Sample Description:

"In this report we will examine the trends from our analysis of the Speak Up data collected in fall 2015. More than 505,000 K-12 students, parents, educators, and community members participated in Speak Up 2015." (p. 2). And there are 2,868 principals participated in Speak Up 2015.

 

School and district administrators' vision of the ultimate school

Resource: 
 
Publication Year: 
2016
Trends: 
     
Settings: 
 
Category of Information: 
 
Sample size: 
Sample description: 
Graphs: 

Page: 
7
0
Mobile learning Higher education Usage: Current and Past

Using Technology: Teachers

[…] the ways in which teachers actually make use of technology in the classroom vary by confidence level. In fact, Bulls are more likely than Bears to make daily use of nearly every tool we asked about on the survey. For instance, 47 percent of Bulls say they use digital curricula on a daily basis compared with only 17 percent of Bears. Similarly, Bulls are nearly three times more likely to report daily use of learning management systems (LMS) than their Bear counterparts.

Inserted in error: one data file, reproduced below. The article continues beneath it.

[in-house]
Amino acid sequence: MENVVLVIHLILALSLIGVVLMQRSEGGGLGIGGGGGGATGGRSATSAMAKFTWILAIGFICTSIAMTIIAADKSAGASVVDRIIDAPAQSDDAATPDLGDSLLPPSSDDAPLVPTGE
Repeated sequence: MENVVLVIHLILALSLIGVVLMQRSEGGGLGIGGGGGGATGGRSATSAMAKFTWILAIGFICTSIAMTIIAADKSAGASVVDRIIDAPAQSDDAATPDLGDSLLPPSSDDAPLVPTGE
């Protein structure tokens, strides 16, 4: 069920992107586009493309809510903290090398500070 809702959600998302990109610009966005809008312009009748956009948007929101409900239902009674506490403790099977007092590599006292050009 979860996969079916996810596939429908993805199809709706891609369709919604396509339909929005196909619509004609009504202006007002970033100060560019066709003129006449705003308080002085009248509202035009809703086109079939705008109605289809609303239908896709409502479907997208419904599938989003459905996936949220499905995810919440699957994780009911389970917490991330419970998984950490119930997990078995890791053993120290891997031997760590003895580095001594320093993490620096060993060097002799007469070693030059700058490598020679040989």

Bulls and Bears diverge when it comes to devices (rather than tools). Of the six devices we asked about, Bulls are most likely to use laptops on a daily basis (64 percent). By contrast, Bears are most likely to use desktops daily (49 percent). With the exception of e-readers (which neither group uses much), Bulls are more likely than Bears to use every type of device.

This suggests that, for the teachers who took the survey, greater levels of confidence in educational technology are associated with more frequent use of devices and tools.

One exception to this general pattern is wireless access, the tool that Bulls and Bears are most likely to use daily. Here the two groups report using wireless on a daily basis in equal numbers.

Using Technology: Students